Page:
An article published this week in the Salem Statesman-Journal highlights an alarming fact: in this one relatively small city “between December 26 and January 15 three vehicle crashes involving pedestrians resulted in four deaths.”
The paper goes on to note that “all three crashes took place in darkness” and that “no drivers have been found to be at fault.” After so many fatal Salem pedestrian accidents in such a short period of time, however, some sort of an investigation is warranted – one that goes beyond the three individual accidents to look at broader traffic, pedestrian and biking patterns in an effort to make the city’s streets safer. The article quotes a 63-year-old South Salem resident who points out that the problem is the city’s large number of unmarked crosswalks. “At least 95 percent of cars do not even slow down, although they are required by law to stop and wait for you to cross,” he said.
The sudden rise in fatal pedestrian accidents in Salem is particularly troublesome because at the time of the first one, on December 26, the city had not witnessed a fatal pedestrian accident in over a year. The paper also notes that while fatalities are rare, accidents themselves are not. “Between December 1, 2013 and April 30, 2014 there were 22 pedestrian-related crashes in Salem that injured 25 people, according to data from the Oregon Department of Transportation” the newspaper reports.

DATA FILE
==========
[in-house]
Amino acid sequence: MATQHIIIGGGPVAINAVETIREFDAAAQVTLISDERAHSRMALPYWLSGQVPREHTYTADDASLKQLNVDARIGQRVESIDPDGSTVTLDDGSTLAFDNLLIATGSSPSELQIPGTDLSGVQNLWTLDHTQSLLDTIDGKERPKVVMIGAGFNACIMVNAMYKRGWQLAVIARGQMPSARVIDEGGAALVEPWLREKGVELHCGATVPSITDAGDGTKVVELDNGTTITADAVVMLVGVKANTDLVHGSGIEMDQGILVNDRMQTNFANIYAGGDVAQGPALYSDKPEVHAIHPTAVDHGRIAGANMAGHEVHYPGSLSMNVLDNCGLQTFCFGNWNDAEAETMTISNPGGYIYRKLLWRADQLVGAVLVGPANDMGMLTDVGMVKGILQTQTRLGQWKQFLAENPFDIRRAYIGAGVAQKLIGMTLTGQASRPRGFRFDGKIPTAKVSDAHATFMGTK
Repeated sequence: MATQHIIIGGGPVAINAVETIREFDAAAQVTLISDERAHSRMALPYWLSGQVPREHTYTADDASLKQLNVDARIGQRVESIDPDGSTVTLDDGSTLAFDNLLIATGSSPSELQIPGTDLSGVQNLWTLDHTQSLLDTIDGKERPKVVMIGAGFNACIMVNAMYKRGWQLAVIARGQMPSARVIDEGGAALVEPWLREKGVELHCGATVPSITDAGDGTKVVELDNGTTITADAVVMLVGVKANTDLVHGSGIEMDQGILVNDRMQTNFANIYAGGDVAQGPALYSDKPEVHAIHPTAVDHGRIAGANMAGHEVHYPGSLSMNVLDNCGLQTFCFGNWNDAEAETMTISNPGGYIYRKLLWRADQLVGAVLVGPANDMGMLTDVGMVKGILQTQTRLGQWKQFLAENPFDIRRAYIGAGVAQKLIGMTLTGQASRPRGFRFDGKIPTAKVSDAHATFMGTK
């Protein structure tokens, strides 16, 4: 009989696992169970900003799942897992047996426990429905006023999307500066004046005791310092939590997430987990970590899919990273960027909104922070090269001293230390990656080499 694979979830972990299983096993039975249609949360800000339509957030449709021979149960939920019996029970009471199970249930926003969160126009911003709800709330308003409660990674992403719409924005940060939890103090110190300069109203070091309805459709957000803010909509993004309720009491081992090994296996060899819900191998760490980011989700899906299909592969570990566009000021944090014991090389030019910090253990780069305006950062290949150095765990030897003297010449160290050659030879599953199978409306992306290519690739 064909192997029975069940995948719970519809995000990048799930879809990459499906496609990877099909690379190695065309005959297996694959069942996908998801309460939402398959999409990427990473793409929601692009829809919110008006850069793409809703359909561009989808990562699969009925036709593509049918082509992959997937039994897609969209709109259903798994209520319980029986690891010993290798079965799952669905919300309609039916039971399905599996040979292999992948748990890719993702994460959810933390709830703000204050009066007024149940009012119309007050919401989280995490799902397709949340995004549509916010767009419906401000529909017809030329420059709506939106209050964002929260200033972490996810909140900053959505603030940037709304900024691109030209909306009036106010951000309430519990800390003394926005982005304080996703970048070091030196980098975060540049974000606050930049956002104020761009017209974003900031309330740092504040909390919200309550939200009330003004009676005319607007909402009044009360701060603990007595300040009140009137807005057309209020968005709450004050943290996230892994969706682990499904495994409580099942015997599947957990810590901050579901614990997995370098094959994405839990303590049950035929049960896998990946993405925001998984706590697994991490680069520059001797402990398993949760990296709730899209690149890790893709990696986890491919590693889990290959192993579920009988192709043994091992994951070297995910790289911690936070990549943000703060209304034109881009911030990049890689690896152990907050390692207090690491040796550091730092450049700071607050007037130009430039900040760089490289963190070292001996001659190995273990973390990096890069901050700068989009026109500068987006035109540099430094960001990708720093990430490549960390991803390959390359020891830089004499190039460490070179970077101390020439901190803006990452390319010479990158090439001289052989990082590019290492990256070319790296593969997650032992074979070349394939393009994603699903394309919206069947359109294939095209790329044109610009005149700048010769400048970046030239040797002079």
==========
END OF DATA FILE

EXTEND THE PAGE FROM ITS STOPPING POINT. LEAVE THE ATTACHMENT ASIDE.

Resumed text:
Though the police run annual pedestrian safety campaigns the recent surge in accidents certainly implies that a new – or at least a broader – approach may be in order.
As an Oregon pedestrian accident lawyer I see many cases where relatively small changes to an intersection, speed limit or traffic pattern could increase safety, dramatically reducing the chances of deaths or injuries. The question is whether elected officials will act on evidence like this.
Salem Statesman-Journal: String of pedestrian deaths in Salem raises questions